Benefits of Planning

Controlled estate planning will systematically uncover problems and gaps in your estate and provide solutions. For example, you can plan against:

  • Excessive transfer costs: The improper plan or group of documents might cause too much tax, payable too soon.
  • Lack of liquidity: Or not enough cash to pay taxes and other predictable expenses could result in the forced sale of your liquid assets or other income producing property. This is an especially critical factor for owners of closely held businesses or investment real estate.
  • Improper disposition of assets: This could result in the estate being disposed of in equal but inequitable shares among your children, even if their needs vary greatly. It may also be an improper disposition of assets to leave two or three hundred thousand dollars in life insurance to a 21-year-old child or to a spouse – without the benefit of a trust arrangements to prioritize for proper investment – or to preclude wild spending.
  • Inadequate income if disability occurs: Electing the maximum benefits from your employer-sponsored plans, and filling in the gaps with personal disability coverage and insurance waivers of premium.
  • Inadequate income for your family at your death: To maintain your standard of living, the family will typically need 80 percent of your present gross income. This must be adjusted periodically for inflation, additional debts incurred, education funding needs and special family circumstances.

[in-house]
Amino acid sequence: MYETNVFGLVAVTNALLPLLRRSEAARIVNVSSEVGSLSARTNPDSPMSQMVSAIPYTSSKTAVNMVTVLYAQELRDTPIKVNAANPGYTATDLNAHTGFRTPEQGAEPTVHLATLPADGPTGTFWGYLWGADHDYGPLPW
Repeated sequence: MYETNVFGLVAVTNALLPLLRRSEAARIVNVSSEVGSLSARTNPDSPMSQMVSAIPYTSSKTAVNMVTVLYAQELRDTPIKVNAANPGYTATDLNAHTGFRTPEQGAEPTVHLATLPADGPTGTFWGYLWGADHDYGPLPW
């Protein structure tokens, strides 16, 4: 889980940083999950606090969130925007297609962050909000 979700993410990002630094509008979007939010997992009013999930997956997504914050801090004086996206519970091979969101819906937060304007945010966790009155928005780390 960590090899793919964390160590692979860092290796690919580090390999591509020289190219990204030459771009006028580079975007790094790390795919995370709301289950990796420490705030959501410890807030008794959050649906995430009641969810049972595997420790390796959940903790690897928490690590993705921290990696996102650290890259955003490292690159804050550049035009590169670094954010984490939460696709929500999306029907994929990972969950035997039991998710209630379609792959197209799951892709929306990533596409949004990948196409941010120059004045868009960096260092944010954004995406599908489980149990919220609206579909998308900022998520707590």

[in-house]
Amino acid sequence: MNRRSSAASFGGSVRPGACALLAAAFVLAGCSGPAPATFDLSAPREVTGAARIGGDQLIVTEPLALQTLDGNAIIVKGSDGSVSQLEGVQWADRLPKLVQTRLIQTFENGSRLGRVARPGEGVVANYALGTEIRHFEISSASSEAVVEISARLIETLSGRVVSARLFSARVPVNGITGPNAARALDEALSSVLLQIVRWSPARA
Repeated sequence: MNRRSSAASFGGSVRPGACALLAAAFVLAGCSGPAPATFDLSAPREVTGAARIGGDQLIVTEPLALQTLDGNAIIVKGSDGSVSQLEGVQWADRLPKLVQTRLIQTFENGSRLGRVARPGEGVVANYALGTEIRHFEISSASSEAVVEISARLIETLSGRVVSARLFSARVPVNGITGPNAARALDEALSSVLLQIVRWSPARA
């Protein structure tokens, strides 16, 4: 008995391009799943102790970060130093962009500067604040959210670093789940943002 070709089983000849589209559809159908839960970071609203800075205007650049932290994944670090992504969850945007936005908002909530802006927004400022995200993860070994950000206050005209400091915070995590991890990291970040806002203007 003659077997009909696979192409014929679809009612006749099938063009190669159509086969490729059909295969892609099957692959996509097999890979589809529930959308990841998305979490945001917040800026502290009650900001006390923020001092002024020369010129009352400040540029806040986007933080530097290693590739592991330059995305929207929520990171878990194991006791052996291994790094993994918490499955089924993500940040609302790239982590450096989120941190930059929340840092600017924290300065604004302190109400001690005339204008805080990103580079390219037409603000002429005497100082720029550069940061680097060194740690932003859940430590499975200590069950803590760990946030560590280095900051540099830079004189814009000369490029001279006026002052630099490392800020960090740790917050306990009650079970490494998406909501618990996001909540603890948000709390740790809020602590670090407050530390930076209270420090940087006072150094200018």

How to Proceed

Consult with a professional financial advisor to check all your insurance. review your will and trust, making sure these documents will do what you want them to do in the most effective manner.

Inform your heirs, before they become heirs, where your personal and financial documents are located – especially a durable power of attorney. If you are married, measure your needs annually, establish your priorities, and then develop and put into effect plans to make sure that your financial future is sound.

It is not necessary to cancel and entirely redraw your legal instrument. A will can be modified by a codicil (amendment), and some forms of trust agreements are also subject to alteration. Of course, your attorney will be familiar with the correct procedures.

Neither Lion Street Financial, LLC, nor its registered representatives, offer tax or legal advice. Federal tax laws are complex and subject to change. As with all matters of a tax or legal nature, you should consult with your tax or legal counsel for advice.

Pursuant to requirements imposed by the Internal Revenue Service, any tax advice contained in this communication (including any attachments) is not intended to be used, and cannot be used, for purposes of avoiding penalties imposed under the United States Internal Revenue Code or promoting, marketing or recommending to another person any tax-related matter.  Please contact us if you wish to have formal written advice on this matter.